Sunday, December 30, 2007

New Book: Archaeology and the Media

Left Coast Press

Thanks very much to co-author Marcus Brittain for his email to the Arch-Theory group (ARCH-THEORY@JISCMAIL.AC.UK) announcing the publication of a new book. I suspect that the examples will all be focused on Europe, but I thought that the title would have a global appeal, so I've posted the details provided by Brittain:

I am pleased to inform you that ARCHAEOLOGY AND THE MEDIA, edited by Timothy Clack and Marcus Brittain, has recently been published (Left Coast Press, 2007, Hardback 978-1-59874-233-6, Paperback 978-1-59874-234-3). Under 5 different themes, its contents are:

Chapter 1. “Introduction: Archaeology and the Media”, by Marcus Brittain & Timothy Clack (pp. 11-65)

PART I. Archaeology’s Reception of the Media Chapter 2. “An Archaeological Fashion Show: How Archaeologists Dress and How they are Portrayed in the Media”, by Cornelius Holtorf (pp.69-88) Chapter 3. “Not Archaeology and the Media”, by Peter Fowler (pp.89-107)

PART II. Translating Archaeological Narratives Chapter 4. “A Short History of Archaeological Communication”, by Karol Kulik (pp. 111-124) Chapter 5. “In the Camera’s Lens: An Interview with Brian Fagan and Francis Pryor”, by Marcus Brittain and Timothy Clack (pp. 125-134) Chapter 6. “Darkness Disseminated: Lennart Larsen’s Images as Photojournalism, Pop Archaeology, and Works of Art”, by Christine Finn (pp. 135-150)

PART III. Has the Media Changed Archaeology?
Chapter 7. “Archaeology and the German Press”, by Marion Benz and Anna Katrien Liedmeier (pp. 153-174) Chapter 8. “Great War, Great Story: A Personal View of Media and Great War Archaeology”, by Jon Price (pp. 175-184)

PART IV. Visual Archaeology
Chapter 9. “Screening Biases: Archaeology, Television, and the Banal”, by Timothy Taylor (pp. 187-200) Chapter 10. “ ‘Worldwonders’ and ‘Wonderworlds’: A Festival of Archaeological Film”, by Tom Stern (pp. 201-220) Chapter 11. “Faking It: Why the Truth is so Important for TV Archaeology”, by Angela Piccini (pp. 221-236) Chapter 12. “The Iconography of Exhumation: Representations of Mass Graves from the Spanish Civil War”, by Layla Renshaw (pp. 237-251)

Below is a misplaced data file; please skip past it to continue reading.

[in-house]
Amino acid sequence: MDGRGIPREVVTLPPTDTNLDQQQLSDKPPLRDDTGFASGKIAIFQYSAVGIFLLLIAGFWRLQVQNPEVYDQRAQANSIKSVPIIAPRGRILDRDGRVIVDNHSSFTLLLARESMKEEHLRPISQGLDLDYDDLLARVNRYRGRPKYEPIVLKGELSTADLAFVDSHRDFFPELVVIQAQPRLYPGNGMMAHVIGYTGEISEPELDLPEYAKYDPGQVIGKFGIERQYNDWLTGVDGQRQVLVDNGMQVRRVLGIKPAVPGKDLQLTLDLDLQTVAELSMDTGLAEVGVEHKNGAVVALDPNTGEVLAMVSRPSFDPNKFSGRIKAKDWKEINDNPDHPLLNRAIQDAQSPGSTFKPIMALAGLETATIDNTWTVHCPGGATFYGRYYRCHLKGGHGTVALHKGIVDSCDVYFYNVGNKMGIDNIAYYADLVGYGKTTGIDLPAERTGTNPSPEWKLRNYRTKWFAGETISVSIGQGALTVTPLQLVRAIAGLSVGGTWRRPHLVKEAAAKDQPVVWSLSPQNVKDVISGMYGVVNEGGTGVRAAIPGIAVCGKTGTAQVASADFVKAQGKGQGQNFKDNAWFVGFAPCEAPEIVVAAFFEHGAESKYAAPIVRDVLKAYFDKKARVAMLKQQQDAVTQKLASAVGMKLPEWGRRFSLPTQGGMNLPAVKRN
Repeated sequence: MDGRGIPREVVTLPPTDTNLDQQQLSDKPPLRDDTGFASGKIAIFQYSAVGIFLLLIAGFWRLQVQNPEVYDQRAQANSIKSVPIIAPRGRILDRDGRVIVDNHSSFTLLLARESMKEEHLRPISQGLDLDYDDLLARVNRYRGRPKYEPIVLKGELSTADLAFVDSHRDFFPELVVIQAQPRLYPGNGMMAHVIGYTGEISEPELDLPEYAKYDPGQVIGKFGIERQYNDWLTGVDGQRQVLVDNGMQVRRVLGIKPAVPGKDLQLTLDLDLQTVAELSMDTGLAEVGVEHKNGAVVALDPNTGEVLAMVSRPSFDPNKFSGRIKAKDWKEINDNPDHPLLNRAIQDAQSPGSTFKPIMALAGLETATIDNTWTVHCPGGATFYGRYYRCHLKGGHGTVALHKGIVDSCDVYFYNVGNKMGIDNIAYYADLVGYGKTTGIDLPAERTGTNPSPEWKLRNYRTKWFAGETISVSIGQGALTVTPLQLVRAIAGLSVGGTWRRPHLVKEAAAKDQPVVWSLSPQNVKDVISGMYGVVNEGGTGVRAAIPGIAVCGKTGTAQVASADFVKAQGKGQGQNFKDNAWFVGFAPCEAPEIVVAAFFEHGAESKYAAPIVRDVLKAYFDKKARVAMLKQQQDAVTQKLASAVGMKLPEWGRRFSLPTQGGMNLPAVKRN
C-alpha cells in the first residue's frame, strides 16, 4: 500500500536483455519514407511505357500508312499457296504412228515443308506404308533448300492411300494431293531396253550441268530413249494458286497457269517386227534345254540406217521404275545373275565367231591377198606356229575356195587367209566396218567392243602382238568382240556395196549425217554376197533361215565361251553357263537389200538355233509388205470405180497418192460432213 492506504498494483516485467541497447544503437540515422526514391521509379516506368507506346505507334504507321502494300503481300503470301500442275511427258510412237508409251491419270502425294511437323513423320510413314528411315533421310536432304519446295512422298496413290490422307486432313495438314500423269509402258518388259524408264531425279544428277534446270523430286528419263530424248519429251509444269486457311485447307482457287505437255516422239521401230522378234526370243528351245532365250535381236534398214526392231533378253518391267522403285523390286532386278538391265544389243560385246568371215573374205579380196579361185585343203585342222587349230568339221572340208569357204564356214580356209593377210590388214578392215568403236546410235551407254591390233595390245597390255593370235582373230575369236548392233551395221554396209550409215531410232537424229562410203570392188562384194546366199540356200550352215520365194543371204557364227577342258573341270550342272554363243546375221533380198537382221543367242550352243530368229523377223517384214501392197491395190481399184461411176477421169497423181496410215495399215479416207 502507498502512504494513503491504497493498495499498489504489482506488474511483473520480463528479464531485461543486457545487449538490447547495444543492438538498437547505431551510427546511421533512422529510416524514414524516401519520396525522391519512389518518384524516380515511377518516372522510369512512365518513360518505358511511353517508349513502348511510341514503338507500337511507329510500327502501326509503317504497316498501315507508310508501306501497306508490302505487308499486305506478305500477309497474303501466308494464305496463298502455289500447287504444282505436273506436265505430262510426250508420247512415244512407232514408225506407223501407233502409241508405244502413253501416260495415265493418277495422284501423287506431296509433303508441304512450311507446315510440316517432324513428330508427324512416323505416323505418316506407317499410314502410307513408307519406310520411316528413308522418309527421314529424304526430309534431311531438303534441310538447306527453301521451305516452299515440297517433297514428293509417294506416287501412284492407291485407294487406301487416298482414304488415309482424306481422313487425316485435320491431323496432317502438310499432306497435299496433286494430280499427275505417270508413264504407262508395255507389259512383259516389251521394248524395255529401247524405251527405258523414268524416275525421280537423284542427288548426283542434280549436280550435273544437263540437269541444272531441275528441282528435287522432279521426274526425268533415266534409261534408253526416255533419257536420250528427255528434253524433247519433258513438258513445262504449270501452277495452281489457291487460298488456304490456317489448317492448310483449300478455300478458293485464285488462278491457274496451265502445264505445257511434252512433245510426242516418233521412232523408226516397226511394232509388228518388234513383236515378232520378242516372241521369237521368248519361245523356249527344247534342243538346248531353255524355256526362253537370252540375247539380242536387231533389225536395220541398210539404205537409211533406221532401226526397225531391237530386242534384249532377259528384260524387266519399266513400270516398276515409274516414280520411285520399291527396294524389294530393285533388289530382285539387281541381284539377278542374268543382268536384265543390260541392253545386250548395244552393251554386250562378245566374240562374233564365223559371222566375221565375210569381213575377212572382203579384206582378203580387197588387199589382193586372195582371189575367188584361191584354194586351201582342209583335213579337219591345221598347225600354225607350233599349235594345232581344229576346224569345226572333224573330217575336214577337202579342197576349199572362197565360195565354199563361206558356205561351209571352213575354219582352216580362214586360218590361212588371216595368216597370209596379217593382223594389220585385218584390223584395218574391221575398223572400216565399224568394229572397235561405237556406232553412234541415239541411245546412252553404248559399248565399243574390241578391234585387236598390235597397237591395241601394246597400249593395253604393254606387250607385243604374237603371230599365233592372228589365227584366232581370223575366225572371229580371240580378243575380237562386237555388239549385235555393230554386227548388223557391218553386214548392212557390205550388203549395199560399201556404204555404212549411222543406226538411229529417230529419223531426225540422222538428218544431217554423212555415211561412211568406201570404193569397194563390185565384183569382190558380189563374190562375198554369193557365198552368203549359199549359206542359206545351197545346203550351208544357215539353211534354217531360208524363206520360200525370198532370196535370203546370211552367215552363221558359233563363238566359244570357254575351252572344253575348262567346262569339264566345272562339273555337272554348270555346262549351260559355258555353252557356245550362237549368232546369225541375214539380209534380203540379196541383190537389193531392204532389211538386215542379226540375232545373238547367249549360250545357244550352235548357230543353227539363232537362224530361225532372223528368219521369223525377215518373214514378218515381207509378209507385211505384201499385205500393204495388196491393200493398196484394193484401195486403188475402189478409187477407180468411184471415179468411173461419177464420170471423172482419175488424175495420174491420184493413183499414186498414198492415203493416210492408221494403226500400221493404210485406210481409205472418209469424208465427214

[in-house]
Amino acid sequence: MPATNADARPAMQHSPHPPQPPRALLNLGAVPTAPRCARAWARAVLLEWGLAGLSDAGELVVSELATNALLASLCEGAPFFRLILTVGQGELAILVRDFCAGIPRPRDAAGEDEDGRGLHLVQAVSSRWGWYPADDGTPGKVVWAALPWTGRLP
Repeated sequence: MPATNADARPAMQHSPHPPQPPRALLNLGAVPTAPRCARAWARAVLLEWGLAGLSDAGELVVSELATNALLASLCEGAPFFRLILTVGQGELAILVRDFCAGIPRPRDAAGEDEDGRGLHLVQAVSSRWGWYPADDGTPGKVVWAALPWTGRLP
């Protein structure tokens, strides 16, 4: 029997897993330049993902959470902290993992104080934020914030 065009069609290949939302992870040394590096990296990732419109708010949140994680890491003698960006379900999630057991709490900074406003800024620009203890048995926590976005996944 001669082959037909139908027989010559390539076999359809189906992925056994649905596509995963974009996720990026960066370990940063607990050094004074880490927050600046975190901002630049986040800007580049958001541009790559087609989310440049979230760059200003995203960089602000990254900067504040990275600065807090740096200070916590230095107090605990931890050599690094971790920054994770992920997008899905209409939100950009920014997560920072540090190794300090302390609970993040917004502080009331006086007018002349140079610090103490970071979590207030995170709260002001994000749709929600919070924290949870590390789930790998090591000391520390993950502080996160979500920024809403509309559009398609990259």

PART V. Archaeology, the Media, and the Digital Future Chapter 13. “The Past as Playground: The Ancient World in Video Game Representation”, By Andrew Gardner (pp. 255-272) Chapter 14. “Digital Media, Agile Design, and the Politics of Archaeological Authorship”, by Michael Shanks (pp. 273-289)

From back cover:

“Archaeology fascinates the public. As a result, archaeologists deal with media and media issues much more regularly than colleagues in other academic disciplines. Archaeologists need mass media to communicate their research to the public who read, support and, ultimately, fund their work.
Media logic has often coloured how archaeologists do that work and report their findings. In this volume, a group of distinguished archaeologists, many with media-backgrounds, address the wide range of questions in this intersection of fields. They explore the crucial question: what are the long-term implications of the increasing exposure through – and reliance upon – media forms for the practice of archaeology? An array of media forms are covered including television, film, photography, the popular press, art, video games, radio and digital media. The volume will be of interest to public archaeologists, public historians, communication researchers, and their students.”

Left Coast Pressis a relatively new publisher of academic titles, launched in 2005. Egyptology titles can be found via the site's search engine.

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